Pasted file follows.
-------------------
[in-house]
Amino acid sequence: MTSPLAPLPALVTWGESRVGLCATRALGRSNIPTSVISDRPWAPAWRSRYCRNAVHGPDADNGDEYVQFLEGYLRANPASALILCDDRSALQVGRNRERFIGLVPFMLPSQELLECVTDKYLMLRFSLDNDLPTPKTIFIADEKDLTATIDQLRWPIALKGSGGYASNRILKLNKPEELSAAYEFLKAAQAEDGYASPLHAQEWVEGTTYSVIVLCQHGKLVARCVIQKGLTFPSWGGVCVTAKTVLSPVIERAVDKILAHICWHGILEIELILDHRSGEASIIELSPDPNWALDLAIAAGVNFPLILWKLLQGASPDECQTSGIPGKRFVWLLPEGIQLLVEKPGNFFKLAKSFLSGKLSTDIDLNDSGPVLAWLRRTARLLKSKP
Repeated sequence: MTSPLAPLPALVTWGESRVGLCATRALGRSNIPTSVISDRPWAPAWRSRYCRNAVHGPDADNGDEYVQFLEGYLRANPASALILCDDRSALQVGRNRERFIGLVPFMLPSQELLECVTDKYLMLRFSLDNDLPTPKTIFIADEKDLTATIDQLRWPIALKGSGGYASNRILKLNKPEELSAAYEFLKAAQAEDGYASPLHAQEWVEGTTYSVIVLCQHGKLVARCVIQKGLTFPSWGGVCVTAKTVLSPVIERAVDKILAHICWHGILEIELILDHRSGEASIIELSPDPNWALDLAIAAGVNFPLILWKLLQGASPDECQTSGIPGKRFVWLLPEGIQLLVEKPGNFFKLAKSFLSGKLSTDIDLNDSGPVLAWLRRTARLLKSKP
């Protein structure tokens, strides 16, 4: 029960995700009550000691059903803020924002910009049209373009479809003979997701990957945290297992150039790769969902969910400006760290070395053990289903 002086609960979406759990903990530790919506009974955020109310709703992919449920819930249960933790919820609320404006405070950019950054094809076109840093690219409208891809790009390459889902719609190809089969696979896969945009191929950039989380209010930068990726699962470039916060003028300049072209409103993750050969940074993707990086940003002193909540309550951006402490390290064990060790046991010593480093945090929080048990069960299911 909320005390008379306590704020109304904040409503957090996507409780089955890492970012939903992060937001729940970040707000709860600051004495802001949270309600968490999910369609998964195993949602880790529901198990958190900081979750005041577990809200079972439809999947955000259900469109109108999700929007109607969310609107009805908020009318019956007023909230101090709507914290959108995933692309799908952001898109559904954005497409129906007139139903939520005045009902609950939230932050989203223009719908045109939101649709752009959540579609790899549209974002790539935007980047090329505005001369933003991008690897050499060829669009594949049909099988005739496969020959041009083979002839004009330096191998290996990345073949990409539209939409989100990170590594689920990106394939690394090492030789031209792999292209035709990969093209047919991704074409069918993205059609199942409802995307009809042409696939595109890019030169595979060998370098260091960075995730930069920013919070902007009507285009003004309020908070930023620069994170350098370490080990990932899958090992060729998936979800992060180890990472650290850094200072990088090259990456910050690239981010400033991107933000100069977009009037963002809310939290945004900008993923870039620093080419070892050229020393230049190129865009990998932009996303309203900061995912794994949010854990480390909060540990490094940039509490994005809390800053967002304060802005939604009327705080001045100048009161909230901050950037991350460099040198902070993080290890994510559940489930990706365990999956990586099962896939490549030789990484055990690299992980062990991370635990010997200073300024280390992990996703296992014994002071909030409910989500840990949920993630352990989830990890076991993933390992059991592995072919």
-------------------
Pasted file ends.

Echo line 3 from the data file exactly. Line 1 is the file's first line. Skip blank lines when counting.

Repeated sequence: MTSPLAPLPALVTWGESRVGLCATRALGRSNIPTSVISDRPWAPAWRSRYCRNAVHGPDADNGDEYVQFLEGYLRANPASALILCDDRSALQVGRNRERFIGLVPFMLPSQELLECVTDKYLMLRFSLDNDLPTPKTIFIADEKDLTATIDQLRWPIALKGSGGYASNRILKLNKPEELSAAYEFLKAAQAEDGYASPLHAQEWVEGTTYSVIVLCQHGKLVARCVIQKGLTFPSWGGVCVTAKTVLSPVIERAVDKILAHICWHGILEIELILDHRSGEASIIELSPDPNWALDLAIAAGVNFPLILWKLLQGASPDECQTSGIPGKRFVWLLPEGIQLLVEKPGNFFKLAKSFLSGKLSTDIDLNDSGPVLAWLRRTARLLKSKP